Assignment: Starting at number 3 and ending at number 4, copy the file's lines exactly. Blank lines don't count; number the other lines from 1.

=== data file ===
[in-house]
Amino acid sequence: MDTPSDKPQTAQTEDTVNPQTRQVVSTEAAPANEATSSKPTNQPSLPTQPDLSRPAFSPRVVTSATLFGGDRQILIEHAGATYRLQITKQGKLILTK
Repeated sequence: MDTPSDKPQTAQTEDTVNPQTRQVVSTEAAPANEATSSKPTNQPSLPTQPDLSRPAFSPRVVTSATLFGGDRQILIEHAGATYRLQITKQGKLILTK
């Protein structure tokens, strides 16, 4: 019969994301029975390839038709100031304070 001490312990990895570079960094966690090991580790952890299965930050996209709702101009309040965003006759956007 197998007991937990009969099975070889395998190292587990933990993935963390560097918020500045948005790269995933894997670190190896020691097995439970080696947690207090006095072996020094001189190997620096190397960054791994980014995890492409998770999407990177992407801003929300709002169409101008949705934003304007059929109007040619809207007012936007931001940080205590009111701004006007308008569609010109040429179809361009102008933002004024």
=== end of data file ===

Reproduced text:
Repeated sequence: MDTPSDKPQTAQTEDTVNPQTRQVVSTEAAPANEATSSKPTNQPSLPTQPDLSRPAFSPRVVTSATLFGGDRQILIEHAGATYRLQITKQGKLILTK
């Protein structure tokens, strides 16, 4: 019969994301029975390839038709100031304070 001490312990990895570079960094966690090991580790952890299965930050996209709702101009309040965003006759956007 197998007991937990009969099975070889395998190292587990933990993935963390560097918020500045948005790269995933894997670190190896020691097995439970080696947690207090006095072996020094001189190997620096190397960054791994980014995890492409998770999407990177992407801003929300709002169409101008949705934003304007059929109007040619809207007012936007931001940080205590009111701004006007308008569609010109040429179809361009102008933002004024």